Portfolio Re-balance... What's Next?

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time4life
Posts: 31
Joined: Sat May 06, 2017 8:24 pm

Portfolio Re-balance... What's Next?

Post by time4life » Thu Jan 11, 2018 7:39 am

I am still a fairly new investor. Would like to thank everyone who helped me get this far and looking to become a better, smarter investor.

My Status:
Emergency funds: 6 months of expenses (Pure Point Online Savings @ 1.40%)
Debt: No debt
Tax Filing Status: Single
Tax Rate: xx% Federal, xx% State (I don’t know how to find out or pull this information. I know/have my LES and W-2 statement)
State of Residence: New York
Age: 25
Desired Asset allocation: 90% stocks / 10% bonds
Desired International allocation: 30% of stocks

Current retirement assets
Military 401K, TSP, 18500 (was 18000 for 2017)

G Fund 0% Balance: $3,672.09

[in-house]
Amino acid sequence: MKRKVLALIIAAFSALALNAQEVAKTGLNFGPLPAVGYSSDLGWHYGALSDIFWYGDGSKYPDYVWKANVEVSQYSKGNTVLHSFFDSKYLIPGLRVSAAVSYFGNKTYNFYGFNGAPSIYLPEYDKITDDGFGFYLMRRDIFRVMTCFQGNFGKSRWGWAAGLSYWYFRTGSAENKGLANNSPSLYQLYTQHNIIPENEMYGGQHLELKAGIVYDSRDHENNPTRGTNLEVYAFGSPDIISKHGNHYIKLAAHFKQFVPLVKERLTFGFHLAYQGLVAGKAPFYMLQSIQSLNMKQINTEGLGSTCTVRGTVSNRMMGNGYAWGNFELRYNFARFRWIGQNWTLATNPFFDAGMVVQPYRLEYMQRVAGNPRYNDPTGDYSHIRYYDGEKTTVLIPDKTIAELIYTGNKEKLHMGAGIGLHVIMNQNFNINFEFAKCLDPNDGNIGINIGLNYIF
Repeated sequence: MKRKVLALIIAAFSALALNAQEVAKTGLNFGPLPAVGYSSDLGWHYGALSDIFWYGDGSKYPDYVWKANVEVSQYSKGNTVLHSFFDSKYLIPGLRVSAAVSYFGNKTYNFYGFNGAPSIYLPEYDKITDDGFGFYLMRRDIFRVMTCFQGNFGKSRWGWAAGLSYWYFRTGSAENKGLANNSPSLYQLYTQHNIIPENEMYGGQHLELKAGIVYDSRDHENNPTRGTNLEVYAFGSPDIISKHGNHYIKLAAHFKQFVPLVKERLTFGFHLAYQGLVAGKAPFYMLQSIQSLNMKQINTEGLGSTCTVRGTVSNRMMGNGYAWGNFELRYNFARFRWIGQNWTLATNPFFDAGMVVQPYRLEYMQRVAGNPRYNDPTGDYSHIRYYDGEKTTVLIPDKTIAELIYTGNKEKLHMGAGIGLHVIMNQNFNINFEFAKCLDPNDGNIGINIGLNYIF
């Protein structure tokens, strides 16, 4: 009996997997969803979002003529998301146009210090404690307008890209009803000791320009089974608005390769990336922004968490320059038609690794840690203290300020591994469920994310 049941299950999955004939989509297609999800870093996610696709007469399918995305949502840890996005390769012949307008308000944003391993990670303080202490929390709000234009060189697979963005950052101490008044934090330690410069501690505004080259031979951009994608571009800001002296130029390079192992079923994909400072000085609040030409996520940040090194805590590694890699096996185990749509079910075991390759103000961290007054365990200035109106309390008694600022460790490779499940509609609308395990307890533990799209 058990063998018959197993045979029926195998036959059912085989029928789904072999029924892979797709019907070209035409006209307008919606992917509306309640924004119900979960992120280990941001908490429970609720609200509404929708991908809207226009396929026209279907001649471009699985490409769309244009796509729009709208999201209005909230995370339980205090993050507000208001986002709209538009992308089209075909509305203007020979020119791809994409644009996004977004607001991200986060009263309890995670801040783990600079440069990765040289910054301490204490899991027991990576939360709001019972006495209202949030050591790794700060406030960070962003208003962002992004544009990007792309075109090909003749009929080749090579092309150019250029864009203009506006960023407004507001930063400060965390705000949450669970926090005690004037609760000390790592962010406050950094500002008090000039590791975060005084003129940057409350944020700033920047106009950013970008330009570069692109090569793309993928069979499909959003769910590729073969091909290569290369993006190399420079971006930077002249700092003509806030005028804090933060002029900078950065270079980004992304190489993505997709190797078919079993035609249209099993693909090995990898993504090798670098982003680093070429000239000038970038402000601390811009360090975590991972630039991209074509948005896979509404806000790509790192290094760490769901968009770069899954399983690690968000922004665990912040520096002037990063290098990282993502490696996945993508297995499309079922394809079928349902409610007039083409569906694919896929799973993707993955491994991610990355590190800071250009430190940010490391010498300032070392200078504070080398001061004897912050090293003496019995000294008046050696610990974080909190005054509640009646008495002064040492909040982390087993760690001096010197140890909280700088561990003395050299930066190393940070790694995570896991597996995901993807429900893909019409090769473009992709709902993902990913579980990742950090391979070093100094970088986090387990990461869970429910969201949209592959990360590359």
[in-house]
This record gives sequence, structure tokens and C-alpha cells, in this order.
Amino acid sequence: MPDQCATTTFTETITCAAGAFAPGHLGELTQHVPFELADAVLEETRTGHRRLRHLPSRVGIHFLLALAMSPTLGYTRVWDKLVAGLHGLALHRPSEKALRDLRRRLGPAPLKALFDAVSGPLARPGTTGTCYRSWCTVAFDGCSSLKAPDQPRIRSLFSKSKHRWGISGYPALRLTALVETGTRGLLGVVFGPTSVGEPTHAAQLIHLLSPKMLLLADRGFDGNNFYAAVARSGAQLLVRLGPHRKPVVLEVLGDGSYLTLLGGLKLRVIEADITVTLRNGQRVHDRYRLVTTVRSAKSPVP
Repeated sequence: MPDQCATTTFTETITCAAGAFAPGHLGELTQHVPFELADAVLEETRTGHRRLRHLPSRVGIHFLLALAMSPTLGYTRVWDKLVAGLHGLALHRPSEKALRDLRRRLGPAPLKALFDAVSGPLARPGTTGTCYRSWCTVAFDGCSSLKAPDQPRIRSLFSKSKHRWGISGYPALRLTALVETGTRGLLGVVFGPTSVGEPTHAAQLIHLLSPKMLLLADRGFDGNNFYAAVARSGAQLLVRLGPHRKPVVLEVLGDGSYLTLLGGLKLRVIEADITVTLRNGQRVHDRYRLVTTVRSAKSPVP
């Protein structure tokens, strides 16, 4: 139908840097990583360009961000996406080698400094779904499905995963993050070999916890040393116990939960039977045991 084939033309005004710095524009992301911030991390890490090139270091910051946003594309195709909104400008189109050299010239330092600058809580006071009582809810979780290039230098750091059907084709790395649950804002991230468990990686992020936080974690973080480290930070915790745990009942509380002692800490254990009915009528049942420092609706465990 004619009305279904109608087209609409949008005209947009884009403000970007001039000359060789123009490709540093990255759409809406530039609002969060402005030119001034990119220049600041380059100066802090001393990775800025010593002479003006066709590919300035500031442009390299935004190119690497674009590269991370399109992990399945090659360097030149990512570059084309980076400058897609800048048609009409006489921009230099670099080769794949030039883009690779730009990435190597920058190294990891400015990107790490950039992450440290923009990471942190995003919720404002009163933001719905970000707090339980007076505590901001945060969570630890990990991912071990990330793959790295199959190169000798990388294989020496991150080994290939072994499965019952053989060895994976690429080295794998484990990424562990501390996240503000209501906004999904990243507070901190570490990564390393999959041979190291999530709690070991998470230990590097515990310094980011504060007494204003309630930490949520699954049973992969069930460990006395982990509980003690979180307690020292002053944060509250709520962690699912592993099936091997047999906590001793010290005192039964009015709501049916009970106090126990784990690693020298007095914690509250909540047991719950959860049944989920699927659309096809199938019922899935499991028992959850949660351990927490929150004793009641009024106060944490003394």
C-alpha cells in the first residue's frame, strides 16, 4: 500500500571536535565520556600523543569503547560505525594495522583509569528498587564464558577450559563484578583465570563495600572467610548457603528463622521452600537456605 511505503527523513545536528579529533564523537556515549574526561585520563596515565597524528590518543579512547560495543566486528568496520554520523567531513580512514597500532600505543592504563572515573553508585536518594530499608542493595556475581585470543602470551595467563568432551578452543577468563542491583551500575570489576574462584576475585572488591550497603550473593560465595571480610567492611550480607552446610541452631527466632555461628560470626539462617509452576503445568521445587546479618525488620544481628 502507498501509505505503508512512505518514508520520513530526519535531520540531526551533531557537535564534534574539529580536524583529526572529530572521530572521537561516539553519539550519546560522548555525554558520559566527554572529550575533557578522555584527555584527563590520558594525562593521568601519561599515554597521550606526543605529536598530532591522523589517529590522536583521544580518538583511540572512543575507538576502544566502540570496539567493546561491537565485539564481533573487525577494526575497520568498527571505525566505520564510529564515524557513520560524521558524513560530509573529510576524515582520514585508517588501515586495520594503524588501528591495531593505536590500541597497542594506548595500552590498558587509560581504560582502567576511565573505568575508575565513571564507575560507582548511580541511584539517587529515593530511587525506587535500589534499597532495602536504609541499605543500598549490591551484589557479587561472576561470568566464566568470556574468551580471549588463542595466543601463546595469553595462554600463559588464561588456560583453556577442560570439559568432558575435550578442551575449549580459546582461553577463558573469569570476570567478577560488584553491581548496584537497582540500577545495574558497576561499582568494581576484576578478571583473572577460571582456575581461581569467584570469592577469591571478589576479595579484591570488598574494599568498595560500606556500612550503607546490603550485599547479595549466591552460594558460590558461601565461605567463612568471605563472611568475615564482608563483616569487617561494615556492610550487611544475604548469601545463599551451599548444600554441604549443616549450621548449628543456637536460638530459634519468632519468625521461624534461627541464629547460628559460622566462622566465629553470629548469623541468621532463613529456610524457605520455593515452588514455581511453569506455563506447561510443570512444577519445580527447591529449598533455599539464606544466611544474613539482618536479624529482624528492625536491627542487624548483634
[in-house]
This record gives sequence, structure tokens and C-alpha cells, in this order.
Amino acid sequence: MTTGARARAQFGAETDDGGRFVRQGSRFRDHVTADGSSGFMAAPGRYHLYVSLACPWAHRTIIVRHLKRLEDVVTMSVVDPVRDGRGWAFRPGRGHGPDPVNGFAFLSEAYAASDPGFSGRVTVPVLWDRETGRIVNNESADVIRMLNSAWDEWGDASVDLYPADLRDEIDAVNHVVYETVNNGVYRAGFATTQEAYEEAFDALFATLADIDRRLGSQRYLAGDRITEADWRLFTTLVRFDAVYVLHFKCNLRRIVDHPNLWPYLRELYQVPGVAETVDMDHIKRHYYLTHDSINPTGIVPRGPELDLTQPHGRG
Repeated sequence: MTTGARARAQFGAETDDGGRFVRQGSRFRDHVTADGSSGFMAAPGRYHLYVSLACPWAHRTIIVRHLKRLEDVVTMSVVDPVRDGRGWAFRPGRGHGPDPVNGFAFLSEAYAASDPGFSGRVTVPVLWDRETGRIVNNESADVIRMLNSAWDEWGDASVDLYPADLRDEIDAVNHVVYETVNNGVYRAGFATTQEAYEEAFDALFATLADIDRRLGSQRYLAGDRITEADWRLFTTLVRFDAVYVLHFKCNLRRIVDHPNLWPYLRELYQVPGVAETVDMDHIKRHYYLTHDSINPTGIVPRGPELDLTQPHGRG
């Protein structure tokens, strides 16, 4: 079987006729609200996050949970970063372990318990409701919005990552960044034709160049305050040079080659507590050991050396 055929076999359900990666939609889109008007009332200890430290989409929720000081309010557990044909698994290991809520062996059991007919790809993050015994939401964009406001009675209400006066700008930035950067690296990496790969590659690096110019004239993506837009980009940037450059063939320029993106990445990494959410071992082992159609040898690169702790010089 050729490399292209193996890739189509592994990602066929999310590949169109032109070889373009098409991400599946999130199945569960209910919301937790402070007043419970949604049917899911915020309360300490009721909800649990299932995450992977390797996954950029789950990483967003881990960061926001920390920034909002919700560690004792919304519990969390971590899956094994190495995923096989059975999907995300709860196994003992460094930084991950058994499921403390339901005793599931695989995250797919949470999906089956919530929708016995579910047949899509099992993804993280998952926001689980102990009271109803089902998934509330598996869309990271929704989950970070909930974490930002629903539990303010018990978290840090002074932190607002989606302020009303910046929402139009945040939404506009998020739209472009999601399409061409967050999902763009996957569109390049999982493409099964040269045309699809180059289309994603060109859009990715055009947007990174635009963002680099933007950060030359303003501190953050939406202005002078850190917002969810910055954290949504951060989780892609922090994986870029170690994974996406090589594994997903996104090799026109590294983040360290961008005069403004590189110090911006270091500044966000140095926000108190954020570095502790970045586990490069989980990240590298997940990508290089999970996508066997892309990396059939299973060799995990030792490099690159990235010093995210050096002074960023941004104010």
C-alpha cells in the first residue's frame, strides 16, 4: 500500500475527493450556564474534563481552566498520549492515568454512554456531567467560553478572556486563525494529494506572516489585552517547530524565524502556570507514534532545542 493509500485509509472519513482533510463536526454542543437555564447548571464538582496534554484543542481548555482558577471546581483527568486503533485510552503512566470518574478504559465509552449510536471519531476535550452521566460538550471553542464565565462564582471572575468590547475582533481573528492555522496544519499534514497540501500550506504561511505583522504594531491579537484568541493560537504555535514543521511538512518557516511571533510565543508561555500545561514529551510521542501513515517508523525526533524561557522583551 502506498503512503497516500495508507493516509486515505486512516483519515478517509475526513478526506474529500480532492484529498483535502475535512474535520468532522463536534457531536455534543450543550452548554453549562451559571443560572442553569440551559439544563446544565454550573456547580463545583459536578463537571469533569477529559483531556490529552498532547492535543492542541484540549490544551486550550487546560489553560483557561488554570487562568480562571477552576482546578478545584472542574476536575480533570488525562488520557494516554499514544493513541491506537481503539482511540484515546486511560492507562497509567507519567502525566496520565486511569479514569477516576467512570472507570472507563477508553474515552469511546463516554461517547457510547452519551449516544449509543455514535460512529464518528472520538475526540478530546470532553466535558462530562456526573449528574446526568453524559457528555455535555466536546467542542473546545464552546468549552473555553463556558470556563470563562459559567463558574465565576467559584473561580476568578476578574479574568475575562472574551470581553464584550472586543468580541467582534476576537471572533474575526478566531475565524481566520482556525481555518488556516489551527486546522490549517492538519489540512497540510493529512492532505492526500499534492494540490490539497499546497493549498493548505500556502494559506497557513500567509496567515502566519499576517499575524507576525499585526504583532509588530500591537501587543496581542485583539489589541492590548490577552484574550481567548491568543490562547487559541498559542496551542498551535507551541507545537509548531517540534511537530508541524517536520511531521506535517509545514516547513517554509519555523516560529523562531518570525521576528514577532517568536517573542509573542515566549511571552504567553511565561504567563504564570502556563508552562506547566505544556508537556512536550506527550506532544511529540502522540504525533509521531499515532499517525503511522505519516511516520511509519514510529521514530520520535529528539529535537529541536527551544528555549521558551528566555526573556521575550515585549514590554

F Fund 12% Balance: $2,784.28
C Fund 63% Balance: $24,878.92
S Fund 16% Balance: $6,184.99
I Fund 9 % Balance: $667.32

Total Balance: $38,187.60 (Jan 2018)
My 1st post that helped me get started: viewtopic.php?f=1&t=218338&p=3712034#p3712034

ROTH IRA at Vanguard, 5500
15% VANGUARD FTSE ALL WORLD EX US SMALL CAP ETF (VSS) ER .13% Balance: $850.01
85% VANGUARD TOTAL INTL STOCK INDEX FUND ETF (VXUS) ER .11% Balance: $5028.42

Total Balance: $5971.98 (Jan 2018)

Contributions

New annual Contributions
$18500 his TSP (ROTH), 401K (employer match, $2751.66 annual contribution from Military)
$5500 his Roth IRA, Vanguard

Available funds

Funds available in his 401(k) TSP
G Fund: a uniquely attractive bond fund that provides yields similar to an intermediate-term Treasury bond fund, but with the stability of principal of a money market fund, and no default risk.
F Fund: a fixed income index commingled trust that tracks the Barclays US Aggregate Bond Index.
C Fund: a large-to-mid cap stock index commingled trust that tracks the S&P 500 Stock Index.
S Fund: a mid-to-small cap stock index commingled trust that tracks the Dow Jones U.S. Completion Total Stock Market Index, commonly known as an Extended market index fund.
I Fund: an international stock index commingled trust that tracks the EAFE Stock Index. Note that the I Fund does not have any emerging market or small-cap holdings.

Funds available in his Roth IRA Vanguard
Vanguard Total Stock ETF (VTI)
Vanguard Total International Stock ETF (VXUS)
Vanguard Total Bond Market ETF (BND)

Questions: